Elevated Equipment
5.8a Resilient Energy Systems:


Elevated Mechanical and Electrical Systems
With more extreme weather events causing coastal flooding, elevating or relocating mechanical and electrical equipment out of flood-prone basements and lower floors increases building resilience.


Description + function


Critical equipment can be elevated in place or moved to higher floors, the roof or an outdoor platform. Equipment that could be at risk for water damage in case of flooding includes:


  • Boilers and furnaces.
  • Water heaters.
  • Fuel storage tanks.
  • Fire-suppression sprinkler controls.
  • Elevator machine rooms.
  • Duct work.
  • Electrical panels and switch gear.
  • Backup generators.
  • Alarm controls and components.
  • Service wiring and receptacles.
  • Energy management systems.
  • Telecommunications equipment.
  • Electric and gas meters.
  • Utility shut-off switches.
Relocating heavy equipment onto a roof usually requires a crane, which will have to be coordinated with municipal authorities. Relocating electrical equipment will require approval from the utility. If you plan to change in-unit wiring, you will have to coordinate with residents.
If only shallow flooding is anticipated, raising equipment in place to a platform or slab is typically the most cost-effective approach, and is preferable to component protection (See Strategy: Dry Floodproofing).
Within coastal flood zones (Zone V), elevating equipment above the BFE is required for NFIP compliance for new and substantially improved buildings. Dry floodproofing equipment in place is not an approved strategy.

Strategy into action


Elevate or relocate mechanical and electrical equipment.
  • Audit the facility’s heating and cooling needs. Consider downsizing equipment, purchasing more efficient equipment or decentralizing the system. Envelope efficiency upgrades can reduce the demand on mechanical systems and allow them to be downsized (See Strategy: Envelope Performance). It may be less expensive to buy equipment than to relocate heavy, inefficient older equipment.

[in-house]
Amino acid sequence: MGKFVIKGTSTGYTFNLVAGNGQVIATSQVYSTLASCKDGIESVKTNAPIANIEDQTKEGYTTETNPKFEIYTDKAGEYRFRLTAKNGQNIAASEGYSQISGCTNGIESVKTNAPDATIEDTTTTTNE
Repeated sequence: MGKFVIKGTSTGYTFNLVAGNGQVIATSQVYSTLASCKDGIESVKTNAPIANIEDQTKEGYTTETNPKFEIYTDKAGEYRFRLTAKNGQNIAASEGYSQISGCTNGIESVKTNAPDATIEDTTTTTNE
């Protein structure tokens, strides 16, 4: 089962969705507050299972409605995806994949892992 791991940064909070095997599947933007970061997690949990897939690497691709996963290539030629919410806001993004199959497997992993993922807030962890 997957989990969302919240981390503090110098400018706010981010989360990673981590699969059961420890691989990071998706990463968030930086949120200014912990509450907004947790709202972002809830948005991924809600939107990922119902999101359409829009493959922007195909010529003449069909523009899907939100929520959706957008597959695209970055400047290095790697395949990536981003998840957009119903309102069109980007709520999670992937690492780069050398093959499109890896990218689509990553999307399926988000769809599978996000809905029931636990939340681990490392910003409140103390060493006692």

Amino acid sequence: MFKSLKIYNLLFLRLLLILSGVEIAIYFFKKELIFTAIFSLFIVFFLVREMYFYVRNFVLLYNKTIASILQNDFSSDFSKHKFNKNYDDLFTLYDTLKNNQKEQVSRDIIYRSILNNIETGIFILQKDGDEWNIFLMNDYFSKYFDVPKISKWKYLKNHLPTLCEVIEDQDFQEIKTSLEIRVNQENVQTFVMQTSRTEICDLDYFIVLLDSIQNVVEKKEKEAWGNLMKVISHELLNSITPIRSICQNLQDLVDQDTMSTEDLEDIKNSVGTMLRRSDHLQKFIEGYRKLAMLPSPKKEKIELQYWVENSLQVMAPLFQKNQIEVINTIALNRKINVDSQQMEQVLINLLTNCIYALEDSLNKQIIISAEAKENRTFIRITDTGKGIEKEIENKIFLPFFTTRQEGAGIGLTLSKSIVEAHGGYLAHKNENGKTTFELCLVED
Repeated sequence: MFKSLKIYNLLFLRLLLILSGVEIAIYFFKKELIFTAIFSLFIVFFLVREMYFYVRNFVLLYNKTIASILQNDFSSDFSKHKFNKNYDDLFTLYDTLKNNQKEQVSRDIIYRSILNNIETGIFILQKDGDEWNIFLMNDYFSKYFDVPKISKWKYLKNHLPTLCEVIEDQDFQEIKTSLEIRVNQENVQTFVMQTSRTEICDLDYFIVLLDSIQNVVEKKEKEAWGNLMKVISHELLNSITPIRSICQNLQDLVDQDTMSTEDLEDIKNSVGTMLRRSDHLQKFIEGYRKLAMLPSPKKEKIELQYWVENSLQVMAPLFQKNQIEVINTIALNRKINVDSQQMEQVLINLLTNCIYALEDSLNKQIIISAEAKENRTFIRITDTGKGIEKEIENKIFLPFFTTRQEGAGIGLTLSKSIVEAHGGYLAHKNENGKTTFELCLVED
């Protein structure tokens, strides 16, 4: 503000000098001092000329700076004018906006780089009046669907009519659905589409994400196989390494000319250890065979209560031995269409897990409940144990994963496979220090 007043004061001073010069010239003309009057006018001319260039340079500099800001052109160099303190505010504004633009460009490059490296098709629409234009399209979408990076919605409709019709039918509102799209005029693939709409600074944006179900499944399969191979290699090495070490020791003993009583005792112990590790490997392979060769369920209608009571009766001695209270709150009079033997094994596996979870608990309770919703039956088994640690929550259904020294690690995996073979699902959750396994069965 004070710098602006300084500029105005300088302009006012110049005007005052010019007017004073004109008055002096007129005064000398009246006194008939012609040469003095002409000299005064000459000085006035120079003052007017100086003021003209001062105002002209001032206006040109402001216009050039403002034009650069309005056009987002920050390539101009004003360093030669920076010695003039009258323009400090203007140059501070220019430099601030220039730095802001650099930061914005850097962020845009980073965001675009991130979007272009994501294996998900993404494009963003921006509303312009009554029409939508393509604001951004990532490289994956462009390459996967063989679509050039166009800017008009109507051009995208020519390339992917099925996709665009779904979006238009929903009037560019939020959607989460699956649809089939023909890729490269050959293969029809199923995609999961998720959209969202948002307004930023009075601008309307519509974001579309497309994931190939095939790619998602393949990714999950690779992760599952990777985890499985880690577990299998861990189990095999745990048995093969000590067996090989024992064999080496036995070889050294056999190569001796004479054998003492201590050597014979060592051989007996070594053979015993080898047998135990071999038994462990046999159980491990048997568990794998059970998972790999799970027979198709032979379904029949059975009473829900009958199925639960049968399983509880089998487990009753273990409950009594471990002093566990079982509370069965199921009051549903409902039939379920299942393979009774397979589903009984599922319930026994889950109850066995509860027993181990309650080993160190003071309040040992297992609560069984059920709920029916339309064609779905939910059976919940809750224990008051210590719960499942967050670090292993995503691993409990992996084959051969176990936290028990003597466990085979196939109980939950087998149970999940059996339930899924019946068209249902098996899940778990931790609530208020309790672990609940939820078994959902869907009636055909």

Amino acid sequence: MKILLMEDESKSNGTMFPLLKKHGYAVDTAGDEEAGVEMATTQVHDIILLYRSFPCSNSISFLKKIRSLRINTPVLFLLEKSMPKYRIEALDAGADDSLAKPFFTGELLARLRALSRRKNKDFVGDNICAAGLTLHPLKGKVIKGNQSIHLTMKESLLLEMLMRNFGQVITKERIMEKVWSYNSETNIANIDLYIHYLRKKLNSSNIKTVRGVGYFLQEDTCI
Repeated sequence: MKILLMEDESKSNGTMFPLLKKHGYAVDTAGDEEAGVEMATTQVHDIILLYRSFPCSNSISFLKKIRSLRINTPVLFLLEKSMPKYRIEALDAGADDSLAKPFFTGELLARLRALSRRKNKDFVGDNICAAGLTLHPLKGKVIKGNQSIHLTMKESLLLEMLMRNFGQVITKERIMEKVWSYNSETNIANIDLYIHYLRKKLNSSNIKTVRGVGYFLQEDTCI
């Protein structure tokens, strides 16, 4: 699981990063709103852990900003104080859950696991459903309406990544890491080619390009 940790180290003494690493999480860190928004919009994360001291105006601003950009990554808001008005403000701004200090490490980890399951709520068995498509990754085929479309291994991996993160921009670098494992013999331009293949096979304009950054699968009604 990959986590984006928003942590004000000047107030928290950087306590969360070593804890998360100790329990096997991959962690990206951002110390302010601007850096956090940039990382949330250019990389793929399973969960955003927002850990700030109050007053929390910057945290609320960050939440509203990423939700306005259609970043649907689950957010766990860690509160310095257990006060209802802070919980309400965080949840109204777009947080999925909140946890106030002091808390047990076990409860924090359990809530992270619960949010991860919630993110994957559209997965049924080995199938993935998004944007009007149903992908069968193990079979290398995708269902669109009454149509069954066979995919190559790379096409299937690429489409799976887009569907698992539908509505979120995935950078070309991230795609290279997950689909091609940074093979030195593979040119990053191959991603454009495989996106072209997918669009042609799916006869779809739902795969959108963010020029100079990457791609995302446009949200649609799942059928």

These high-efficiency boilers are mounted above the BFE.
Image: Steven Winters Associates.

Outdoor electrical and mechanical elements may be elevated on platforms to keep them away from floodwater.
Image: FEMA, Liz Roll.


  • Use your elevation certificate to identify the Base Flood Elevation to determine possible relocation (See:Getting Started).
    Possible locations include converted areas on floors above the DFE, an exterior courtyard on a raised platform or the roof.
  • Consult the local utility to discuss relocation options for equipment and service entrances. Consider bringing in an electrical contractor or architect for advice.
  • Consult a structural engineer to ensure the upper floors or roof are capable of supporting the relocated equipment. Rooftop equipment must be properly secured against high winds.
  • Consider the type of enclosure necessary to ensure water-tightness and wind-resistance if equipment is moved outside or on the roof.
  • Code-mandated electrical fixtures and switches below the DFE should be on a separate circuit that can be shut off when the area is flooded, allowing the rest of the electrical system to run normally. Any wiring below the DFE should be rated for wet locations.
Fuel tanks anchored to a slab.
Image: Jon Gravelin.


Anchor fuel storage and tanks.

Fuel is typically stored in basements. A partly-filled tank exerts tremendous buoyancy and, during a flood, can break free of the floor and float.

Proper anchoring will prevent tanks from moving, lines from rupturing and fuel from leaking into floodwaters, while preventing fires and other environmental hazards. Both permanent and temporary fuel tanks should be strapped and anchored to a concrete slab or mounted on anchored pillars.


Operations + maintenance


When relocating equipment, consider access for servicing, cleaning and inspection.

Relocation also provides an opportunity to clean ducts or heat exchanger coils and carry out general service and efficiency retrofits. Even if a heating plant is being replaced, the distribution system may need cleaning or other improvements. These improvements can be highly cost effective.


Estimated Cost


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Case Study:
Elevate Boiler and Electrical Equipment

Case StudyElevate Boiler and Electrical Equipment


Located in the AE Flood Zone, the 22-unit building at 134 Avenue C, New York is operated by the Lower East Side People’s Mutual Housing Association (LESPMHA). During Superstorm Sandy the basement was flooded, damaging the mechanical and electrical systems, boilers and meter rooms.


LESPMHA is beginning work on a new rooftop boiler room that will protect the elevated system from the elements. Electrical systems and meters are being installed on the first floor, above the BFE, and emergency systems, HVAC and plumbing are being repaired and upgraded.


Elevating the boiler will cost $315,000 and the electrical components, $174,000. Funding for the project came from a Community Development Block Grant, Disaster Recovery (CDBG-DR).

The site of the new rooftop boiler room.
Images: Chris Benedict.
134 Avenue C New York, NY
22 Units
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